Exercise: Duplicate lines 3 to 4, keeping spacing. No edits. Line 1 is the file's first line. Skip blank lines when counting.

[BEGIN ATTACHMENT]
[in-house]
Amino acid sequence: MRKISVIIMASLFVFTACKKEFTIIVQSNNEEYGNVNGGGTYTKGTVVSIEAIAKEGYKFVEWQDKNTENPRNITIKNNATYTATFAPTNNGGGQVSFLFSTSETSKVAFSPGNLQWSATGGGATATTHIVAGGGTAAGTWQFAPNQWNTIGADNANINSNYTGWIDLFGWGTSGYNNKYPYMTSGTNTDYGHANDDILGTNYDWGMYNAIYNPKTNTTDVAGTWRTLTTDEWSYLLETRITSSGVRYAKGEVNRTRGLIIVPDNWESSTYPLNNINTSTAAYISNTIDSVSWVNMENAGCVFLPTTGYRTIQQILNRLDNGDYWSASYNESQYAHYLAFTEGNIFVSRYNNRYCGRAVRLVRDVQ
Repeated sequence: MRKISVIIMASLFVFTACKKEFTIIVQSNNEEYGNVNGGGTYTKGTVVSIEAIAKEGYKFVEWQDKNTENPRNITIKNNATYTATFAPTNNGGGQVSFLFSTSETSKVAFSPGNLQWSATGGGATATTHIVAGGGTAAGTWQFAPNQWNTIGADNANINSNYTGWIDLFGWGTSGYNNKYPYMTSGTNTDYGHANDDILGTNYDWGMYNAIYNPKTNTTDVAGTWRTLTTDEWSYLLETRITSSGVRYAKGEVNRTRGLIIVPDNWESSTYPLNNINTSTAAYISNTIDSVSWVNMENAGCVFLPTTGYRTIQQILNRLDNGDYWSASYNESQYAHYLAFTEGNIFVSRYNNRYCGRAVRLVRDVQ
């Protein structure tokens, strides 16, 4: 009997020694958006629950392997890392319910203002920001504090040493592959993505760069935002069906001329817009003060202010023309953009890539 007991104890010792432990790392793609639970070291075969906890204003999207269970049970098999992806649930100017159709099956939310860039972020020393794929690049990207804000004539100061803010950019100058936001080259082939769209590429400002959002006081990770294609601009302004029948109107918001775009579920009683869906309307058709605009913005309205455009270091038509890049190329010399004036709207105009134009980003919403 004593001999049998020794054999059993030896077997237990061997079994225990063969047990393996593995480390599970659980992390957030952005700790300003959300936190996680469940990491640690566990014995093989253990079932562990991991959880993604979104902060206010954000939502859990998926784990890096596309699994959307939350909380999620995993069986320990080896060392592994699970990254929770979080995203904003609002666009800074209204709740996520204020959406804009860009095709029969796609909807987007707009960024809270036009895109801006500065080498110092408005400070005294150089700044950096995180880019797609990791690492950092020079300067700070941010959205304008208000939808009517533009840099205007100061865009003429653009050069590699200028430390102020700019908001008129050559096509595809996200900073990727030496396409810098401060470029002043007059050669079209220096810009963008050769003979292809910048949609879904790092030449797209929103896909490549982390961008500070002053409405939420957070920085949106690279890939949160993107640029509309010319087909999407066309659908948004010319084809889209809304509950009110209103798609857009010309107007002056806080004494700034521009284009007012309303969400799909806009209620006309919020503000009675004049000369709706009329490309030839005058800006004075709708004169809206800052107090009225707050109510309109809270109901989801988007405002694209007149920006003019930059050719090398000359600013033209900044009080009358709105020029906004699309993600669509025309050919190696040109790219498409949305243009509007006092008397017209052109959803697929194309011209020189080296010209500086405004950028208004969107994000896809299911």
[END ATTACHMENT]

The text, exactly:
Repeated sequence: MRKISVIIMASLFVFTACKKEFTIIVQSNNEEYGNVNGGGTYTKGTVVSIEAIAKEGYKFVEWQDKNTENPRNITIKNNATYTATFAPTNNGGGQVSFLFSTSETSKVAFSPGNLQWSATGGGATATTHIVAGGGTAAGTWQFAPNQWNTIGADNANINSNYTGWIDLFGWGTSGYNNKYPYMTSGTNTDYGHANDDILGTNYDWGMYNAIYNPKTNTTDVAGTWRTLTTDEWSYLLETRITSSGVRYAKGEVNRTRGLIIVPDNWESSTYPLNNINTSTAAYISNTIDSVSWVNMENAGCVFLPTTGYRTIQQILNRLDNGDYWSASYNESQYAHYLAFTEGNIFVSRYNNRYCGRAVRLVRDVQ
């Protein structure tokens, strides 16, 4: 009997020694958006629950392997890392319910203002920001504090040493592959993505760069935002069906001329817009003060202010023309953009890539 007991104890010792432990790392793609639970070291075969906890204003999207269970049970098999992806649930100017159709099956939310860039972020020393794929690049990207804000004539100061803010950019100058936001080259082939769209590429400002959002006081990770294609601009302004029948109107918001775009579920009683869906309307058709605009913005309205455009270091038509890049190329010399004036709207105009134009980003919403 004593001999049998020794054999059993030896077997237990061997079994225990063969047990393996593995480390599970659980992390957030952005700790300003959300936190996680469940990491640690566990014995093989253990079932562990991991959880993604979104902060206010954000939502859990998926784990890096596309699994959307939350909380999620995993069986320990080896060392592994699970990254929770979080995203904003609002666009800074209204709740996520204020959406804009860009095709029969796609909807987007707009960024809270036009895109801006500065080498110092408005400070005294150089700044950096995180880019797609990791690492950092020079300067700070941010959205304008208000939808009517533009840099205007100061865009003429653009050069590699200028430390102020700019908001008129050559096509595809996200900073990727030496396409810098401060470029002043007059050669079209220096810009963008050769003979292809910048949609879904790092030449797209929103896909490549982390961008500070002053409405939420957070920085949106690279890939949160993107640029509309010319087909999407066309659908948004010319084809889209809304509950009110209103798609857009010309107007002056806080004494700034521009284009007012309303969400799909806009209620006309919020503000009675004049000369709706009329490309030839005058800006004075709708004169809206800052107090009225707050109510309109809270109901989801988007405002694209007149920006003019930059050719090398000359600013033209900044009080009358709105020029906004699309993600669509025309050919190696040109790219498409949305243009509007006092008397017209052109959803697929194309011209020189080296010209500086405004950028208004969107994000896809299911």